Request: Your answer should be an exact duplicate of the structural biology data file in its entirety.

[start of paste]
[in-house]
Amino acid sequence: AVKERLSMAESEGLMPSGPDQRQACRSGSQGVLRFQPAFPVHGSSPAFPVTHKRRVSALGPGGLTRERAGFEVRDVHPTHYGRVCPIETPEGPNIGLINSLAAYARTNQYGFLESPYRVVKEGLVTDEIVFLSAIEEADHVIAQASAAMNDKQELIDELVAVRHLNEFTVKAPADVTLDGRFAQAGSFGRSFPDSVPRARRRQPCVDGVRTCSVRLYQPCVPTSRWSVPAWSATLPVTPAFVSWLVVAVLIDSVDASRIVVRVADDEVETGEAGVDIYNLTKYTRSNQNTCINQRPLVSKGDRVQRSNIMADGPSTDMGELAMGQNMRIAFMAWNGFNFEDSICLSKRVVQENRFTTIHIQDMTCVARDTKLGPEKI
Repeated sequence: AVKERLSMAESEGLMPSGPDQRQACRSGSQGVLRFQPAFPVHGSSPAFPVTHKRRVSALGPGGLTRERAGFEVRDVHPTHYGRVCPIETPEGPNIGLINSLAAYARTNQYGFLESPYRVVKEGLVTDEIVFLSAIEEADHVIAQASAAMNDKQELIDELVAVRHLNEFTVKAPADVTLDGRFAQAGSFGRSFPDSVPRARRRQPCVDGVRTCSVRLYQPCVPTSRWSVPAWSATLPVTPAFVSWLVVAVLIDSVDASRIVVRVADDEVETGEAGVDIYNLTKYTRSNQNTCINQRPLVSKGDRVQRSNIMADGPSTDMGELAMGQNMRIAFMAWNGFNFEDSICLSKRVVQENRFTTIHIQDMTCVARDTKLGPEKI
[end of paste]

[in-house]
Amino acid sequence: AVKERLSMAESEGLMPSGPDQRQACRSGSQGVLRFQPAFPVHGSSPAFPVTHKRRVSALGPGGLTRERAGFEVRDVHPTHYGRVCPIETPEGPNIGLINSLAAYARTNQYGFLESPYRVVKEGLVTDEIVFLSAIEEADHVIAQASAAMNDKQELIDELVAVRHLNEFTVKAPADVTLDGRFAQAGSFGRSFPDSVPRARRRQPCVDGVRTCSVRLYQPCVPTSRWSVPAWSATLPVTPAFVSWLVVAVLIDSVDASRIVVRVADDEVETGEAGVDIYNLTKYTRSNQNTCINQRPLVSKGDRVQRSNIMADGPSTDMGELAMGQNMRIAFMAWNGFNFEDSICLSKRVVQENRFTTIHIQDMTCVARDTKLGPEKI
Repeated sequence: AVKERLSMAESEGLMPSGPDQRQACRSGSQGVLRFQPAFPVHGSSPAFPVTHKRRVSALGPGGLTRERAGFEVRDVHPTHYGRVCPIETPEGPNIGLINSLAAYARTNQYGFLESPYRVVKEGLVTDEIVFLSAIEEADHVIAQASAAMNDKQELIDELVAVRHLNEFTVKAPADVTLDGRFAQAGSFGRSFPDSVPRARRRQPCVDGVRTCSVRLYQPCVPTSRWSVPAWSATLPVTPAFVSWLVVAVLIDSVDASRIVVRVADDEVETGEAGVDIYNLTKYTRSNQNTCINQRPLVSKGDRVQRSNIMADGPSTDMGELAMGQNMRIAFMAWNGFNFEDSICLSKRVVQENRFTTIHIQDMTCVARDTKLGPEKI